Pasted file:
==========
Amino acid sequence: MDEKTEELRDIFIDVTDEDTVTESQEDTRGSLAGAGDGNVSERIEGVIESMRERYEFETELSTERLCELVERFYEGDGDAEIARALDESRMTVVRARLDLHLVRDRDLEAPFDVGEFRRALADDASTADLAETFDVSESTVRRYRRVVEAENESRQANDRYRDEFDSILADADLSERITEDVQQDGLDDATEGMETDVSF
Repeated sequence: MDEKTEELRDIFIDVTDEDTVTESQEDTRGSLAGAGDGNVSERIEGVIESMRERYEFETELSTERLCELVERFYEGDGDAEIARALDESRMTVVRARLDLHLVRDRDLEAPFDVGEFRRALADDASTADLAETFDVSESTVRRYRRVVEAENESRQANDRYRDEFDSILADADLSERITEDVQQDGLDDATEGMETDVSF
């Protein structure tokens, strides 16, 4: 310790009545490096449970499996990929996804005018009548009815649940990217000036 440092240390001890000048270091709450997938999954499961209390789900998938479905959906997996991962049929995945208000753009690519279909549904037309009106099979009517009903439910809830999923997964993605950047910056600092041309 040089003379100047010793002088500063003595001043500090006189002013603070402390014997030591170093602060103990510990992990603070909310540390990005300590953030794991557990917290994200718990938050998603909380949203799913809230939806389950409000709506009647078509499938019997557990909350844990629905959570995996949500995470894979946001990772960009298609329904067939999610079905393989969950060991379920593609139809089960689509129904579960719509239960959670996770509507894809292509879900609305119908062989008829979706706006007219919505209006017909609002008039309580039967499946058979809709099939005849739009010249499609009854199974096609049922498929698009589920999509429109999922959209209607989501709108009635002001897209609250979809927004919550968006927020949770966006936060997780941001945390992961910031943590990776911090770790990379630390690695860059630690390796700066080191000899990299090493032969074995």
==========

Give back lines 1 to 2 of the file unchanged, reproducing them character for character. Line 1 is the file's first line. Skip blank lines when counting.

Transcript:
Amino acid sequence: MDEKTEELRDIFIDVTDEDTVTESQEDTRGSLAGAGDGNVSERIEGVIESMRERYEFETELSTERLCELVERFYEGDGDAEIARALDESRMTVVRARLDLHLVRDRDLEAPFDVGEFRRALADDASTADLAETFDVSESTVRRYRRVVEAENESRQANDRYRDEFDSILADADLSERITEDVQQDGLDDATEGMETDVSF
Repeated sequence: MDEKTEELRDIFIDVTDEDTVTESQEDTRGSLAGAGDGNVSERIEGVIESMRERYEFETELSTERLCELVERFYEGDGDAEIARALDESRMTVVRARLDLHLVRDRDLEAPFDVGEFRRALADDASTADLAETFDVSESTVRRYRRVVEAENESRQANDRYRDEFDSILADADLSERITEDVQQDGLDDATEGMETDVSF